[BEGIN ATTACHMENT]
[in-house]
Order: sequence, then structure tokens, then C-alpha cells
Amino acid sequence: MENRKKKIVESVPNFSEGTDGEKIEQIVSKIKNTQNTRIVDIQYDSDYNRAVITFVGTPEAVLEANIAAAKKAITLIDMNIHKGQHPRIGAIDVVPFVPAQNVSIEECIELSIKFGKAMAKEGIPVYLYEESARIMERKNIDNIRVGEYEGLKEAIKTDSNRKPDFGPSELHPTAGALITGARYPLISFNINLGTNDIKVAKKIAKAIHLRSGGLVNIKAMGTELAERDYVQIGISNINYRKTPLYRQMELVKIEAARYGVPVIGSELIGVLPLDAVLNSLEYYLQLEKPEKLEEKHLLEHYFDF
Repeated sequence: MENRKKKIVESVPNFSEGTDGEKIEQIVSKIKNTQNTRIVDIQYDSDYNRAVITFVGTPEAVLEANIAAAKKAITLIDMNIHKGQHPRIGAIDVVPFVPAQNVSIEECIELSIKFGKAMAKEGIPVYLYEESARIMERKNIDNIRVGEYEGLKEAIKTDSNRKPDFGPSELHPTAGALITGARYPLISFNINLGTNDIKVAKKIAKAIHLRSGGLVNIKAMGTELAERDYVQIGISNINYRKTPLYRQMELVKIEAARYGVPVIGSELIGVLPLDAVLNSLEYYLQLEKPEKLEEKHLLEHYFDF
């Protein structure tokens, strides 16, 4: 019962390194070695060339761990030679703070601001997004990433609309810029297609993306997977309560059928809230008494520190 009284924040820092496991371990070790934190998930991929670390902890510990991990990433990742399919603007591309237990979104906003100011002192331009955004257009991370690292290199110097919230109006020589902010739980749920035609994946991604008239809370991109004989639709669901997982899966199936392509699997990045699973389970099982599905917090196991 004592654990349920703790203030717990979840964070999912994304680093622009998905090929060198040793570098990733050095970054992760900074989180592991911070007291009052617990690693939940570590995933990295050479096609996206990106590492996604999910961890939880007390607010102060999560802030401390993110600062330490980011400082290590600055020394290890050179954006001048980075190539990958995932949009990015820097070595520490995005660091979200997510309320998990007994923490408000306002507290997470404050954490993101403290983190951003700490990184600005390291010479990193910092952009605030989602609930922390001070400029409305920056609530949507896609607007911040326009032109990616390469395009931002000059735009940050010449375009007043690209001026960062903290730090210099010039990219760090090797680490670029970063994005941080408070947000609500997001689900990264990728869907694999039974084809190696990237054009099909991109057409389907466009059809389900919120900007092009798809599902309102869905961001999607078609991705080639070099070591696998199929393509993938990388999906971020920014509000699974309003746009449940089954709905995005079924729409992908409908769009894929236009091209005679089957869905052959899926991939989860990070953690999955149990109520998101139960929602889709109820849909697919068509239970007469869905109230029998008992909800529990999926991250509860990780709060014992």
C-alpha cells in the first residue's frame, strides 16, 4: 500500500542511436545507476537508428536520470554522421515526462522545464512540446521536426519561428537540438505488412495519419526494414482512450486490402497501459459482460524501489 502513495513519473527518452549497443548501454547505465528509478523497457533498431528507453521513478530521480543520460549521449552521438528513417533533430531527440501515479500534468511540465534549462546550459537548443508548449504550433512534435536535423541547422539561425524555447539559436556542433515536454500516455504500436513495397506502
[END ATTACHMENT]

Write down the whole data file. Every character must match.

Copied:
[in-house]
Order: sequence, then structure tokens, then C-alpha cells
Amino acid sequence: MENRKKKIVESVPNFSEGTDGEKIEQIVSKIKNTQNTRIVDIQYDSDYNRAVITFVGTPEAVLEANIAAAKKAITLIDMNIHKGQHPRIGAIDVVPFVPAQNVSIEECIELSIKFGKAMAKEGIPVYLYEESARIMERKNIDNIRVGEYEGLKEAIKTDSNRKPDFGPSELHPTAGALITGARYPLISFNINLGTNDIKVAKKIAKAIHLRSGGLVNIKAMGTELAERDYVQIGISNINYRKTPLYRQMELVKIEAARYGVPVIGSELIGVLPLDAVLNSLEYYLQLEKPEKLEEKHLLEHYFDF
Repeated sequence: MENRKKKIVESVPNFSEGTDGEKIEQIVSKIKNTQNTRIVDIQYDSDYNRAVITFVGTPEAVLEANIAAAKKAITLIDMNIHKGQHPRIGAIDVVPFVPAQNVSIEECIELSIKFGKAMAKEGIPVYLYEESARIMERKNIDNIRVGEYEGLKEAIKTDSNRKPDFGPSELHPTAGALITGARYPLISFNINLGTNDIKVAKKIAKAIHLRSGGLVNIKAMGTELAERDYVQIGISNINYRKTPLYRQMELVKIEAARYGVPVIGSELIGVLPLDAVLNSLEYYLQLEKPEKLEEKHLLEHYFDF
């Protein structure tokens, strides 16, 4: 019962390194070695060339761990030679703070601001997004990433609309810029297609993306997977309560059928809230008494520190 009284924040820092496991371990070790934190998930991929670390902890510990991990990433990742399919603007591309237990979104906003100011002192331009955004257009991370690292290199110097919230109006020589902010739980749920035609994946991604008239809370991109004989639709669901997982899966199936392509699997990045699973389970099982599905917090196991 004592654990349920703790203030717990979840964070999912994304680093622009998905090929060198040793570098990733050095970054992760900074989180592991911070007291009052617990690693939940570590995933990295050479096609996206990106590492996604999910961890939880007390607010102060999560802030401390993110600062330490980011400082290590600055020394290890050179954006001048980075190539990958995932949009990015820097070595520490995005660091979200997510309320998990007994923490408000306002507290997470404050954490993101403290983190951003700490990184600005390291010479990193910092952009605030989602609930922390001070400029409305920056609530949507896609607007911040326009032109990616390469395009931002000059735009940050010449375009007043690209001026960062903290730090210099010039990219760090090797680490670029970063994005941080408070947000609500997001689900990264990728869907694999039974084809190696990237054009099909991109057409389907466009059809389900919120900007092009798809599902309102869905961001999607078609991705080639070099070591696998199929393509993938990388999906971020920014509000699974309003746009449940089954709905995005079924729409992908409908769009894929236009091209005679089957869905052959899926991939989860990070953690999955149990109520998101139960929602889709109820849909697919068509239970007469869905109230029998008992909800529990999926991250509860990780709060014992």
C-alpha cells in the first residue's frame, strides 16, 4: 500500500542511436545507476537508428536520470554522421515526462522545464512540446521536426519561428537540438505488412495519419526494414482512450486490402497501459459482460524501489 502513495513519473527518452549497443548501454547505465528509478523497457533498431528507453521513478530521480543520460549521449552521438528513417533533430531527440501515479500534468511540465534549462546550459537548443508548449504550433512534435536535423541547422539561425524555447539559436556542433515536454500516455504500436513495397506502